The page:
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Times of India
14 April 2010
Kolkata, India

Despite SC Ruling, Accident Victims Are Often Refused Treatment
(Top) The rampage at Peerless Hospital. The mob fury was triggered by an alleged refusal to treat an accident victim; (above) a police patrol in front of the hospital to restore law and order (Top) The rampage at Peerless Hospital. The mob fury was triggered by an alleged refusal to treat an accident victim, (above) a police patrol in front of the hospital to restore law and order
Less than 20% of critically injured patients in Kolkata receive treatment within an hour of sustaining injury, considered the most crucial period in such cases. Nearly a half are refused treatment and forced to shift elsewhere, losing valuable time and risking death. This, despite a Supreme Court ruling and a state health department circular that prohibits hospitals from refusing seriously injured or ill patients.

Peerless Hospital, that allegedly refused to admit a 13–year–old girl injured in an accident on E M Bypass, is apparently not the only one guilty of turning away critical patients. There are several other private facilities that routinely flout the norm and ask for a deposit before admitting critical patients.

A month back, a hospital had allegedly refused a train accident victim, who had to be shifted to a private hospital on E M Bypass but didn’t survive. Another private hospital had refused to treat a bleeding patient till his family produced money.

The health department claimed their hands were tied by the law. “Unfortunately, the Clinical Establishments Act doesn’t allow us to either monitor or penalize erring private hospitals. We are in the process of moving a bill to set up a monitoring system that will help curb this inhuman practice,” said Aniruddha Kar, director, health services.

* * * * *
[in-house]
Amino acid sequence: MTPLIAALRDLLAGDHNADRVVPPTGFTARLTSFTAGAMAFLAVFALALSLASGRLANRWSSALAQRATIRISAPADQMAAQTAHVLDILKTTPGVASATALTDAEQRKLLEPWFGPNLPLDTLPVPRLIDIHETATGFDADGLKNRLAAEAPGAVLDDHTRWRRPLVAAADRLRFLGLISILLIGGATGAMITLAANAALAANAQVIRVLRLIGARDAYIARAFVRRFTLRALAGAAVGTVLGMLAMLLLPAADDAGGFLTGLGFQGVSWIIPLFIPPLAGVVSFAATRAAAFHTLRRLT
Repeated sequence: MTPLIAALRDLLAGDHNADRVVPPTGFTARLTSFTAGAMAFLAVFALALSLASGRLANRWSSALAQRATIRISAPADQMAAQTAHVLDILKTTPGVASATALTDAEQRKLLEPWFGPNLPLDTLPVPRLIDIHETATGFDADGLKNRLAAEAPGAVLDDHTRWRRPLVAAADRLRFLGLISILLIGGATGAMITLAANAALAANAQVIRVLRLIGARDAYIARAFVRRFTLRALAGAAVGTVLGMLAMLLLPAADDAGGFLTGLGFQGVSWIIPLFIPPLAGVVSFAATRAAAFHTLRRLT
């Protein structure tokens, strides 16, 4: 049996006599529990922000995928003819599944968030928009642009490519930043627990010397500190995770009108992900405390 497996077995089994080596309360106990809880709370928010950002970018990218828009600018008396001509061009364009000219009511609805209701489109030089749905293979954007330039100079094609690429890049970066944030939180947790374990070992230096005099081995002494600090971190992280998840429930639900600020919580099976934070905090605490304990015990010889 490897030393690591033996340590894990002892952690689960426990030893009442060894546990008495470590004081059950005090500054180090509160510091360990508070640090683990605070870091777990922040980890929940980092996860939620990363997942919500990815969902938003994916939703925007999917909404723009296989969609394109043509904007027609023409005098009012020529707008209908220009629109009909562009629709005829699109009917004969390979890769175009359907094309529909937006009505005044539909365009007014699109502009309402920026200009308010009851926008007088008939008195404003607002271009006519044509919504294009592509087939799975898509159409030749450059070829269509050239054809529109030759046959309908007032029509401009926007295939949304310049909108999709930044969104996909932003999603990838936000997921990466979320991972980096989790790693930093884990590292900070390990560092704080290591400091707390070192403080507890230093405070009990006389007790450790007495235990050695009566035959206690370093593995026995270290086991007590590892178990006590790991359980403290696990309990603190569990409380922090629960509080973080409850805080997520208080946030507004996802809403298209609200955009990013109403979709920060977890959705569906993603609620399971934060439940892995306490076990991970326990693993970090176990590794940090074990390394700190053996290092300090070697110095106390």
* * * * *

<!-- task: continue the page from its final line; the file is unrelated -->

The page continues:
Police, however, claim that refusals have dropped following the health department directive. “We advise all ambulances to carry a copy of the Supreme Court order and show it to the hospital authorities if necessary. The police has made it clear that no critical patient can be turned away or forced to pay before treatment has commenced. Even though it is difficult, we do keep a vigil on hospitals that has a record of refusals,” said DC (traffic) Dilip Banerjee.

Following the health department directive, several private hospitals had laid down a norm. Under it, critical patients were to be taken in immediately and resuscitated, irrespective of the availability of beds and without asking for payment. If the patient recovered enough to be shifted, an option was to be given to the family to either get him admitted or move him to another hospital. “Most have stuck to the practice, but refusals still happen. Hospitals still ask for payment even before the patient has been taken in or attended to. Many are still forced to move to government hospitals and die on the way,” said Arijit Bose, an expert in critical care.

Ruby Hospital, that had come under the scanner for allegedly refusing injured patients several years ago, was among the first to set up a trauma care unit. A five–member team, including a critical care consultant, neuro–surgeon and orthopaedic surgeon, are on duty round the clock. The hospital claims it has never refused a patient in the last six years. “We don’t ask for money till the patient is out of danger. In many cases, we end up losing money, as the patients’ families can’t afford to foot the bill or even pay for diagnostic tests. But we are ready to bear the loss on humanitarian grounds. Also, we can’t flout the health department directive,” said the CEO, S B Purakayastha.

AMRI, Salt Lake is another institution that has often been accused of refusal. The hospital authorities, however, claimed it has made amends. “Nearly 40% of our patients fall in the critical category and there has been no complaint,” said T S Kukreja, director.

Apollo Gleneagles, too, has a dedicated trauma care team comprising more than 30 doctors. This includes orthopaedics, reconstructive surgeons, emergency physicians and neurosurgeons. “Hospitals with emergency units can’t refuse trauma victims. We have augmented our trauma care facilities over the years. Following the norms, we never ask for payment before the patient has been resuscitated,” said Rupali Basu, the CEO.

Even as the situation is improving, experts said that the facilities on offer are insufficient, considering the number of accidents that happen in Kolkata. “Barring a few private and government hospitals, trauma care facilities are nonexistent. Patients’ families are still armtwisted for money,” said Bose.

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